Follow that photon into the extensively tested and proven theory of Relativity, and from the perspective of a photon time does not exist.  To us and our instruments however it moves – always at a fixed speed away from you no mater how fast you approach it!  Trying to imagine what the world must seem like from the perspective of a photon (or any weightless particle) is a mind boggling mystery if ever there was one, especially if you consider that relativity also states that space has collapsed to a single ‘point’ for all them.  There have even been a suggestion by a leading physicist that there is only a single electron, a single photon, moving backwards and forwards in time to create the universe.  From a materialist perspective this is crazy, but its not quite as crazy from the best theories we have to describe nature.   Things are certainly not as they seem.

The holographic principle suggests that the information in the universe is described by its surface area, as if the whole universe is some kind of projection ‘from the outside’.  Wherever you look in so many areas there are massive great mysteries hinting little clues towards understanding out great ignorance.

I won’t venture outside of physics right now, but in areas such as consciousness and free will, things are just as weird and poorly understood.  What I’m not suggesting here is that we have not come a long way, nor that science should in some way be distrusted.  Its a very necessary process when trying to understand the aspects of the world we can conduct experiments on.  It avoids the ingrained human habit of looking for patterns whether they are there or not.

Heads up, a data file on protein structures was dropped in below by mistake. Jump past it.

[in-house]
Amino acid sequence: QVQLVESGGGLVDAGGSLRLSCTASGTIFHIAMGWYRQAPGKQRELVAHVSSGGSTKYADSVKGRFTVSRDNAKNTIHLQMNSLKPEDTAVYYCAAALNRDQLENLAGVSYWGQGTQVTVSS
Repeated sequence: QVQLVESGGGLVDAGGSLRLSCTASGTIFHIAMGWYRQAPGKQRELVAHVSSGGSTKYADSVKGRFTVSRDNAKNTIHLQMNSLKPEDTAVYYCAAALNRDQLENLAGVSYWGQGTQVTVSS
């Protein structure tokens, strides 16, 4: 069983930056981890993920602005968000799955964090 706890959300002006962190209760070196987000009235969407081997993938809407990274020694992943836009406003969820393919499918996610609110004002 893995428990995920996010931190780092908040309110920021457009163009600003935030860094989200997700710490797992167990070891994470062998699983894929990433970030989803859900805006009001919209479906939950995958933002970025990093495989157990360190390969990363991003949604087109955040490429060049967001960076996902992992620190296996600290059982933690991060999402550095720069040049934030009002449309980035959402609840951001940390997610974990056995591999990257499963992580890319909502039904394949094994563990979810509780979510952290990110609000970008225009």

I do think its very important, however, that we celebrate mystery.  Not to the extent that our brains fall out whilst we try to work out which group of aliens built the pyramids, but as an important part of why we are alive.  Like most people I was put off science at school.  It was simply a task to transfer text books into our brain, to learn about instruments and how to use them.  Far better surely to at least in part teach it to people (including children) as an adventure, one we’re just at the start of.  How much more interesting, how much more likely each one of us would be to actually want to learn something new.

Categories: Religion, Science


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When I think back to why I once decided to be an atheist, there were two main foundations on which this was based.

The first was simply that it seemed like wishful thinking by people who understood no better.  Once you understand the fundamentals of cosmology and evolution, there is simply no need for primitive fairly tales.  The majesty of truly ancient cosmological, geological and biological processes slowly carving out our existance takes on a logical and explanatory power that wipes the floor next to some archetypal father figure in the sky lecturing us on morals.  This one I can now see is easily corrected, but not easily heard, and so it must be left for when people are ready to listen.  This is more true than ever in this age when we think we as a species understand so much, just as most previous ages have done.  Essentially, once you believe in a creator god, its clear that he very deliberately made his existence implicit rather than explicit.  As Jesus put it,  “I bless you, Father, Lord of heaven and of earth, for hiding these things from the learned and the clever and revealing them to little children.”